Secure Internet feeds are part of a Heartbleed fix

The Heartbleed bug left 600,000 Internet feeds exposed. Here are some lessons learned to keep future UC applications secure.

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The week after the Heartbleed bug was discovered on April 7, Errata Security research discovered 600,000 vulnerable Internet feeds. One month later, there were still 300,000.

With that many vulnerabilities found unmitigated in a reasonable time, one might ask: How did vendors and IT handle a Heartbleed fix and what can be done to better secure corporate applications?

For unified communications (UC) platforms, swift action had to be taken to close security holes opened by the Heartbleed bug. Unmitigated risk from exposed Internet feeds can harm devices and UC tools that just get overlooked.

A quick Heartbleed fix: How vendors patched the bug

Cisco was quick to react to the bug with a list of continuously updated products that should not be overlooked. Vulnerable products included Cisco Agent for OpenFlow, Cisco AnyConnect Secure Mobility Client for iOS, Cisco Desktop Collaboration Experience DX650, and Cisco Edge 340 Digital Media Player, to name a few.

The greatest security risks companies face is connecting their essential business infrastructures and applications -- including UC platforms -- to raw, unsecured Internet feeds.

Ashley Stephenson,
Corero Network Security, CEO

Dr. Robert Brammer, chief strategy officer for Acton, Massachusetts-based Brainloop Inc., explained that Cisco's list includes versions of their Unified Communications Manager, telepresence servers and IP phones. He also pointed out that Juniper and some other companies have released patches to some of their networking and communications products to address the Heartbleed vulnerabilities.

Brammer believes the problem is better understood by looking at the direct -- as well as indirect -- effects of the vulnerability.

"Specific instances like the vulnerabilities of these [Cisco] products are direct effects of the software error in this version of OpenSSL," Brammer said. "The creators of OpenSSL provided a corrected version on April 7, the day they announced the flaw. Patching these products individually is routine. However, there are many of them, so the scale of the problem is a challenge." 

According to Brammer, indirect effects may be more serious.

"Since OpenSSL is a library, this error is more serious than many other network and server software errors," he added. "Any software that links statically to this version of OpenSSL will inherit these vulnerabilities. Moreover, it is possible that a server that suffered a Heartbleed exploit contained sensitive information like passwords or encryption keys. If that information could be used to access a UC platform, then such a platform could be penetrated even if it were not directly affected by the Heartbleed vulnerability. Exposing a private key to a messaging server could cause many significant problems through fraudulent or corrupted messages."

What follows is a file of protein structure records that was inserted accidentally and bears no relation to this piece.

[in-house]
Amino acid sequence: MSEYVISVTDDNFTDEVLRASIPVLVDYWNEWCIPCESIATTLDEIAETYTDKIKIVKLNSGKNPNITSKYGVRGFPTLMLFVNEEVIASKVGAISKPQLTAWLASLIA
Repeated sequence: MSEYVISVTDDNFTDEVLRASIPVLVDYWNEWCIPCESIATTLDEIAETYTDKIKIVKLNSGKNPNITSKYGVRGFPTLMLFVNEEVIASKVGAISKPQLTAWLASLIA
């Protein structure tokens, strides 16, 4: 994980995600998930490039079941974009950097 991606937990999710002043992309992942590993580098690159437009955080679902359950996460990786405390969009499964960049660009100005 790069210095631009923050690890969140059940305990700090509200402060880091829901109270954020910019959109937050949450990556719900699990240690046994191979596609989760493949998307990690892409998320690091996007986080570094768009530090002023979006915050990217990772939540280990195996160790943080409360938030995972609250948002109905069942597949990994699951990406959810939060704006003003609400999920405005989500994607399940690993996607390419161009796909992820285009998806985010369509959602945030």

To secure UC, secure the Internet feed

For UC, there's a bigger message: Wherever there is an unsecured Internet feed without implemented security measures, there is risk.

"UC platforms and their associated devices, such as IP phones, are fundamentally no more or less vulnerable than other IT platforms," said Ashley Stephenson, CEO of Corero Network Security in Hudson, Massachusetts. "However, they are often utilized in distributed deployments, making remediation more challenging. UC platforms, like any other modern IT infrastructure component, benefit from service-side protection against the cyberthreats carried by raw Internet feeds. Connecting UC equipment to secured Internet access greatly reduces the security risk and can provide 'air cover' against exploits, such as Heartbleed, while systems are patched or upgraded."

More on the Heartbleed fix and secure UC

What should enterprises do about the Heartbleed security bug?

Striving for secure UC

Stephenson said almost all UC platforms use SSL for secure connections and therefore, not surprisingly, some of them were exposed by their integration of open source SSL technologies such as OpenSSL. "This is not the first, nor will it be the last, vulnerability in UC platform technology," she said. "For this reason, it makes sense to adopt a defense-in-depth approach and deploy UC infrastructure solutions with secured Internet access to reduce the future risk."

As Stephenson pointed out, the greatest security risks companies face is connecting their essential business infrastructures and applications -- including UC platforms -- to raw, unsecured Internet feeds. Network and security managers need to be aware of what their Internet service providers can and cannot do with respect to providing secured Internet feeds to their customers. Cloud service providers have an opportunity to ramp up their Internet security, and cloud customers are showing increasing interest in such security as it prevents malicious threats such as Heartbleed, amplification DDoS attacks and more. UC technologies would benefit from this additional level of security.

"What is clear is that software and information security must be part of a broader governance, risk and compliance (GRC) program," said Dr. Brammer. "The GRC processes must include implementation of secure software practices and detailed knowledge of dependencies on outside products -- either commercial or open source."

About the author:
Jim Romeo (www.JimRomeo.net) is a freelance writer based in Chesapeake, Virginia.

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